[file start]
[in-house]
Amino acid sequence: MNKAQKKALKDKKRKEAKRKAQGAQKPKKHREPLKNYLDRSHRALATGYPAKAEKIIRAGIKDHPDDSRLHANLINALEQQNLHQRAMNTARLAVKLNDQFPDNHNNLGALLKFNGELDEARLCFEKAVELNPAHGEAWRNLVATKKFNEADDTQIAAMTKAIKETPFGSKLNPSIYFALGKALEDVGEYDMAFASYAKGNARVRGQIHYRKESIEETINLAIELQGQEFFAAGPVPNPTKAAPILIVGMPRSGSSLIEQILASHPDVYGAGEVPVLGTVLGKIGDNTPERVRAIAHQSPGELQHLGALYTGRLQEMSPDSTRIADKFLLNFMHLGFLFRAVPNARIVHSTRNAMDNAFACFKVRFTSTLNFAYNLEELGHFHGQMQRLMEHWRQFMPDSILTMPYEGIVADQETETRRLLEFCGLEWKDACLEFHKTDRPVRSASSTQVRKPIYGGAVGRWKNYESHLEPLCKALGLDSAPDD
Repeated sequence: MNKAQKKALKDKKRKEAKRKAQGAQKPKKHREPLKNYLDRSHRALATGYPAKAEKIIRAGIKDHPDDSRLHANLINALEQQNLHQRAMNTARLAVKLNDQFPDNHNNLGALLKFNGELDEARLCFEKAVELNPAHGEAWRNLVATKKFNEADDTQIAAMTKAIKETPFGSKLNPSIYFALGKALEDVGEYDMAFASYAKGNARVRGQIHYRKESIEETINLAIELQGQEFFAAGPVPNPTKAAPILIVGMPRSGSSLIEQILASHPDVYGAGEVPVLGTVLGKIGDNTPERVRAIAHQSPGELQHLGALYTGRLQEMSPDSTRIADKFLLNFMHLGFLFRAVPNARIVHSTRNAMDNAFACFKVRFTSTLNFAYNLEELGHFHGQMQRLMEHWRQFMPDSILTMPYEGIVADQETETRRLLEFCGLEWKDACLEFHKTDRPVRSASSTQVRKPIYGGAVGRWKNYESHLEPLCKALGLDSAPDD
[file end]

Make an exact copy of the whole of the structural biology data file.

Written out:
[in-house]
Amino acid sequence: MNKAQKKALKDKKRKEAKRKAQGAQKPKKHREPLKNYLDRSHRALATGYPAKAEKIIRAGIKDHPDDSRLHANLINALEQQNLHQRAMNTARLAVKLNDQFPDNHNNLGALLKFNGELDEARLCFEKAVELNPAHGEAWRNLVATKKFNEADDTQIAAMTKAIKETPFGSKLNPSIYFALGKALEDVGEYDMAFASYAKGNARVRGQIHYRKESIEETINLAIELQGQEFFAAGPVPNPTKAAPILIVGMPRSGSSLIEQILASHPDVYGAGEVPVLGTVLGKIGDNTPERVRAIAHQSPGELQHLGALYTGRLQEMSPDSTRIADKFLLNFMHLGFLFRAVPNARIVHSTRNAMDNAFACFKVRFTSTLNFAYNLEELGHFHGQMQRLMEHWRQFMPDSILTMPYEGIVADQETETRRLLEFCGLEWKDACLEFHKTDRPVRSASSTQVRKPIYGGAVGRWKNYESHLEPLCKALGLDSAPDD
Repeated sequence: MNKAQKKALKDKKRKEAKRKAQGAQKPKKHREPLKNYLDRSHRALATGYPAKAEKIIRAGIKDHPDDSRLHANLINALEQQNLHQRAMNTARLAVKLNDQFPDNHNNLGALLKFNGELDEARLCFEKAVELNPAHGEAWRNLVATKKFNEADDTQIAAMTKAIKETPFGSKLNPSIYFALGKALEDVGEYDMAFASYAKGNARVRGQIHYRKESIEETINLAIELQGQEFFAAGPVPNPTKAAPILIVGMPRSGSSLIEQILASHPDVYGAGEVPVLGTVLGKIGDNTPERVRAIAHQSPGELQHLGALYTGRLQEMSPDSTRIADKFLLNFMHLGFLFRAVPNARIVHSTRNAMDNAFACFKVRFTSTLNFAYNLEELGHFHGQMQRLMEHWRQFMPDSILTMPYEGIVADQETETRRLLEFCGLEWKDACLEFHKTDRPVRSASSTQVRKPIYGGAVGRWKNYESHLEPLCKALGLDSAPDD